Monday, January 16, 2006

The Bears flail in the Bizzaro World

The 2005 Bears defense: supposedly best in the league.

The Bizzaro World defense: surrenders 29 points with a beat-up secondary that plays at the level of a preseason game.

The 2005 Bears offense: slow, plodding, ineffectual. Can only score when the defense delivers the ball to them at the opponents' 5 yard line.

The Bizzaro World offense: picks up the slack for the defense and answers back three times and scores touchdowns on long, sustained drives. The run is used sparingly and most of the damage is done through the air. Each time the defense gives up another score, the offense takes the field and narrows the margin.

Quick points:

- Steve Smith's touchdown on the second play of the game was crap. He ran through Charles Tillman - who has a right to his spot on the field - causing Tillman to fall down and leave Mike Brown alone to make a difficult tackle. Tillman was even called for pass interference. They got it wrong. That's offensive pass interference.

- That being said, Charles Tillman has been a weak spot in the Bears' defense all season. Excellent play by safeties Brown and Chris Harris have covered for him. Excellent pressure by the defensive line and blitzing linebackers have protected him. But when asked to do his job without the supporting cast's contributions, he failed miserably and could easily be labeled the scapegoat for this disappointing game lost in uncharacteristic fashion.

- The Bears defense keeps Vasher on the defensive right side with Tillman on the defensive left regardless of which receiver lines up where. This is obviously a mistake when there is a superior corner (Vasher) that could be matched up against a superior receiver (Steve Smith).

- The problem with this role-first approach was further emphasized by the foolhardy pairing of no-name corner Thompson against Steve Smith as Vasher slid into nickel/slot coverage. The Bears like to think their players are interchangeable in their defense schemes, but they are not. They would never rotate Brian Urlacher out for Leon Joe (yeah, how many of you can even name Urlacher's backup?!), so why can't they recognize that Thompson is no Nate Vasher (he's not even on par with Tillman). That mistake led to the Smith's second embarrasingly easy touchdown.

- That touchdown broke the game. The defense had clamped down and was only allowing field goals or forcing punts. The offense showed signs of life and scored a long touchdown drive. At the end of the first half it was a manageable 16-7 game. Chicago opened the third quarter with an impressive scoring drive that made it 16-14. Then Smith easily escaped Thompson's non-existent grasp for another touchdown.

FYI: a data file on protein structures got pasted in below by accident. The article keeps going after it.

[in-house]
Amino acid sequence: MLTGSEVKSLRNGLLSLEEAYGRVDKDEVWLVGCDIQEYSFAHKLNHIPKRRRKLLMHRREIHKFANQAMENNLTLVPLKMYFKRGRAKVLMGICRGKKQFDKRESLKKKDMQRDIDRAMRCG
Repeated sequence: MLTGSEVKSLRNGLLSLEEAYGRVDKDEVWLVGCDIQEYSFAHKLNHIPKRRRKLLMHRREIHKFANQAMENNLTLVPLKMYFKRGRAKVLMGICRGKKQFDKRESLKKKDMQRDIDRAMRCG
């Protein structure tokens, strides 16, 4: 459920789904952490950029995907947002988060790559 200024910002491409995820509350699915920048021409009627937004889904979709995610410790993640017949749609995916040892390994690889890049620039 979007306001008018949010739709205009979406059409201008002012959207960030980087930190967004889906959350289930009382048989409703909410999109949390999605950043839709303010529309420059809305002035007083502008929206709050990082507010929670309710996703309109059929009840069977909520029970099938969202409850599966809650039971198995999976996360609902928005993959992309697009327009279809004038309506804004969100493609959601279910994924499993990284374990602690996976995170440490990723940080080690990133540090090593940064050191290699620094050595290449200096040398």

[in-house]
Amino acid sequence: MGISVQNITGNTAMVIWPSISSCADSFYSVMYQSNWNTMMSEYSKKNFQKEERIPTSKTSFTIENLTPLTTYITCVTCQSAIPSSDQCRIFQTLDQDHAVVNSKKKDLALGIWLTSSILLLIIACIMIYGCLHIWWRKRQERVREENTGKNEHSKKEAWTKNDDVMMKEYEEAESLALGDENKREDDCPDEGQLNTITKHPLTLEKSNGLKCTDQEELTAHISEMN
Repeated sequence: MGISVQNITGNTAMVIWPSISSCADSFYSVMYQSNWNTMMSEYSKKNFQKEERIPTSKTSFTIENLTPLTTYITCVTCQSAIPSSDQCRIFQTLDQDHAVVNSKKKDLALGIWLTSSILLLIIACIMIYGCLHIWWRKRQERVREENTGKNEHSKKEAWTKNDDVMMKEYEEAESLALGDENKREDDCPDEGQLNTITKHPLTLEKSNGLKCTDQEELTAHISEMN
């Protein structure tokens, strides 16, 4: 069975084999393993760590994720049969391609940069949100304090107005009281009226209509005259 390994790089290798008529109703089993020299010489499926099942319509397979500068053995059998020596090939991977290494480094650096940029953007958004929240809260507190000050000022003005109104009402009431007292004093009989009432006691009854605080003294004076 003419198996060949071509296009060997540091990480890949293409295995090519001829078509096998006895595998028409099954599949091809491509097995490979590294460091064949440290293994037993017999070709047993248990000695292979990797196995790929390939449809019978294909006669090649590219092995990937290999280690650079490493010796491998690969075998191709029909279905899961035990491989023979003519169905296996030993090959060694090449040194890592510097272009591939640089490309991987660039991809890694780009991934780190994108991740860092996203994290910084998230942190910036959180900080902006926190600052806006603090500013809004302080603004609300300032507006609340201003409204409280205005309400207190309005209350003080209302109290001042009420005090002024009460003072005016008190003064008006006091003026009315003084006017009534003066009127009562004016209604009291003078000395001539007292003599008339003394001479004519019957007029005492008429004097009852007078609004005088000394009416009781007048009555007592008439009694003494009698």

Yes, the Bears' offense was able to answer back (absolutely shocking and impressive for this team) and yes the Panthers scored yet again, but Smith's second TD really was the backbreaker. It didn't have to happen. It was a single, terrible lapse that cost them the game.

- The same could be said of the Panther's next and final touchdown - Charles Tillman runs in at the last moment, looks confused, and then Jake Delhomme passes to a wide open tight end in the back left corner of the end zone. Very likely Tillman should have been covering either that man or that part of the field (no one was there). But this TD was not the game-breaker - the offense had already made it to the Bears' 1 yard line so a TD was more likely than not.

Other, more minor points:

- The offense is driving for an attempt to tie the game. On 4th-and-2 Grossman tries to hit Muhsin Muhammad on a slant. The play goes awry and the game is over. All game the Bears had gotten away from the run. This was the time to get back to it. The Panthers were in a pass-defense look. The Bears have a run-first offensive line and Thomas Jones averaging over 4 yards per carry. Indy can pass on 4th-and-2. The Bears are a running team and should have relied on the run to extend their potential game-tying drive.

- Rex Grossman started off poorly but hit his stride and led three long touchdown drives. And he did it with progressively fewer and fewer healthy players. The final drive stalled on that 4th-and-2 play, but had been showing promise. Next season when he's got Muhammad, speedy Bernard Berrian going deep, and the athletic, sure-handed Mark Bradley (out with an injury) he'll actually have a strong compliment of weapons at wide receiver. Mix in tight end Desmond Clark over the middle and Thomas Jones out in the flat and Grossman should be able to tear up the decimated NFC North division. Next season, the Bears will have offense!!

- The defensive line obviously did not generate much pressure against Delhomme and left the secondary exposed. But it's still the secondary's fault. Yes, they were supposed to have help, but they still performed terribly. Losing safety Mike Brown on that second play absolutely decimated the secondary. One player does make that much of a difference.


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